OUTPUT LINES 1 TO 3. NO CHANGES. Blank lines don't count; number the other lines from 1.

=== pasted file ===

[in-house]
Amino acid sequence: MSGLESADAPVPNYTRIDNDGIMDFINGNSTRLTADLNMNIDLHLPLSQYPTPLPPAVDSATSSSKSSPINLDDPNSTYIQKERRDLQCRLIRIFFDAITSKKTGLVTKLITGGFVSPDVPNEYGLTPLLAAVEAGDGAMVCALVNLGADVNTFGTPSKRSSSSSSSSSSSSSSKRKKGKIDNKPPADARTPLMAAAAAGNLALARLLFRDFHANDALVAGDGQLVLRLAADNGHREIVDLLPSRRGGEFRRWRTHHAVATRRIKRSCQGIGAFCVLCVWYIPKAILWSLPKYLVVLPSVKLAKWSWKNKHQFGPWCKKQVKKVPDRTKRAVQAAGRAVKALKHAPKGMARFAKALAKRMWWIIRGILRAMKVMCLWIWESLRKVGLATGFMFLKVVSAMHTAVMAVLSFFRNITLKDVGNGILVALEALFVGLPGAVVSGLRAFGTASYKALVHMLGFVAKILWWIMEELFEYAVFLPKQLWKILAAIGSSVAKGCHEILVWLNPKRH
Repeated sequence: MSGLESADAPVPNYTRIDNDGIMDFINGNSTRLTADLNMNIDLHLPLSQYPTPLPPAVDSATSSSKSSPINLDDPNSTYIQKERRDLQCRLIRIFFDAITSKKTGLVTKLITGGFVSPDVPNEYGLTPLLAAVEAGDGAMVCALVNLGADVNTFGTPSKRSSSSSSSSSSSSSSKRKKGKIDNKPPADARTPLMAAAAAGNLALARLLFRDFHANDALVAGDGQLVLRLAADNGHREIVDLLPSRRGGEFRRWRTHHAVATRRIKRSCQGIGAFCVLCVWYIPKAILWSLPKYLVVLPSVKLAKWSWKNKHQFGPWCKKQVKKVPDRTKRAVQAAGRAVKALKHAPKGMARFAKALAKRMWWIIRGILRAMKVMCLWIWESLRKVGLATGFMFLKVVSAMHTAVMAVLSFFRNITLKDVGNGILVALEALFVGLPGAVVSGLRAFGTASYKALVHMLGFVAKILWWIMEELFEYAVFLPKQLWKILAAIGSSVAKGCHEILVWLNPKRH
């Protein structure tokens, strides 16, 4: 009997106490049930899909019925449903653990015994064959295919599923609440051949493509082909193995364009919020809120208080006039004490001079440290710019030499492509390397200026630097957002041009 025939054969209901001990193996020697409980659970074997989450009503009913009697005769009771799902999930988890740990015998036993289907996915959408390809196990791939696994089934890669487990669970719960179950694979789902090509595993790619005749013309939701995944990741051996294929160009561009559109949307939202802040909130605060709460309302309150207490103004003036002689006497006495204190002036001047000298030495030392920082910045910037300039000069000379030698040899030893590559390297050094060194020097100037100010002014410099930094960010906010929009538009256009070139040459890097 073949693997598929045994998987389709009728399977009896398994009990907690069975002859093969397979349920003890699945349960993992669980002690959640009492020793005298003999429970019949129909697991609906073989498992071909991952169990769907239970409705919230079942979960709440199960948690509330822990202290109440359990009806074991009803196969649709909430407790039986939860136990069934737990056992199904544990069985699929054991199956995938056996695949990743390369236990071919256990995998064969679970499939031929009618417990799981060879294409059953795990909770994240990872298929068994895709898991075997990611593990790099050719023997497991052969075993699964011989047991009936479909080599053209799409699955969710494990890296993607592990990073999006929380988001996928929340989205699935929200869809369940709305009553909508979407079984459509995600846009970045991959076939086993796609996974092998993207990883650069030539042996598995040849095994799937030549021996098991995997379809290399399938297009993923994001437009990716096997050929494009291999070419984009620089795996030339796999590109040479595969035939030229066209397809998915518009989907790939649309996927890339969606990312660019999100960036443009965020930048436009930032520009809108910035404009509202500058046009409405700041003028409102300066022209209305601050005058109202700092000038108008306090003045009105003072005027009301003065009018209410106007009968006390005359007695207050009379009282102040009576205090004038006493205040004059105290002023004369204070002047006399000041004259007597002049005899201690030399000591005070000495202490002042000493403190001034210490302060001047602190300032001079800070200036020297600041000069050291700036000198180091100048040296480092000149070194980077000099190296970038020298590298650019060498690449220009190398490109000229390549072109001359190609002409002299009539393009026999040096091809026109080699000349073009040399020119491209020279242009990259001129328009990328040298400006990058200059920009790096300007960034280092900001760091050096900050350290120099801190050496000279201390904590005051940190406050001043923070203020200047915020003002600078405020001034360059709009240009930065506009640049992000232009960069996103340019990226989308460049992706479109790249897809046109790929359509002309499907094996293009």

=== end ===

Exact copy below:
[in-house]
Amino acid sequence: MSGLESADAPVPNYTRIDNDGIMDFINGNSTRLTADLNMNIDLHLPLSQYPTPLPPAVDSATSSSKSSPINLDDPNSTYIQKERRDLQCRLIRIFFDAITSKKTGLVTKLITGGFVSPDVPNEYGLTPLLAAVEAGDGAMVCALVNLGADVNTFGTPSKRSSSSSSSSSSSSSSKRKKGKIDNKPPADARTPLMAAAAAGNLALARLLFRDFHANDALVAGDGQLVLRLAADNGHREIVDLLPSRRGGEFRRWRTHHAVATRRIKRSCQGIGAFCVLCVWYIPKAILWSLPKYLVVLPSVKLAKWSWKNKHQFGPWCKKQVKKVPDRTKRAVQAAGRAVKALKHAPKGMARFAKALAKRMWWIIRGILRAMKVMCLWIWESLRKVGLATGFMFLKVVSAMHTAVMAVLSFFRNITLKDVGNGILVALEALFVGLPGAVVSGLRAFGTASYKALVHMLGFVAKILWWIMEELFEYAVFLPKQLWKILAAIGSSVAKGCHEILVWLNPKRH
Repeated sequence: MSGLESADAPVPNYTRIDNDGIMDFINGNSTRLTADLNMNIDLHLPLSQYPTPLPPAVDSATSSSKSSPINLDDPNSTYIQKERRDLQCRLIRIFFDAITSKKTGLVTKLITGGFVSPDVPNEYGLTPLLAAVEAGDGAMVCALVNLGADVNTFGTPSKRSSSSSSSSSSSSSSKRKKGKIDNKPPADARTPLMAAAAAGNLALARLLFRDFHANDALVAGDGQLVLRLAADNGHREIVDLLPSRRGGEFRRWRTHHAVATRRIKRSCQGIGAFCVLCVWYIPKAILWSLPKYLVVLPSVKLAKWSWKNKHQFGPWCKKQVKKVPDRTKRAVQAAGRAVKALKHAPKGMARFAKALAKRMWWIIRGILRAMKVMCLWIWESLRKVGLATGFMFLKVVSAMHTAVMAVLSFFRNITLKDVGNGILVALEALFVGLPGAVVSGLRAFGTASYKALVHMLGFVAKILWWIMEELFEYAVFLPKQLWKILAAIGSSVAKGCHEILVWLNPKRH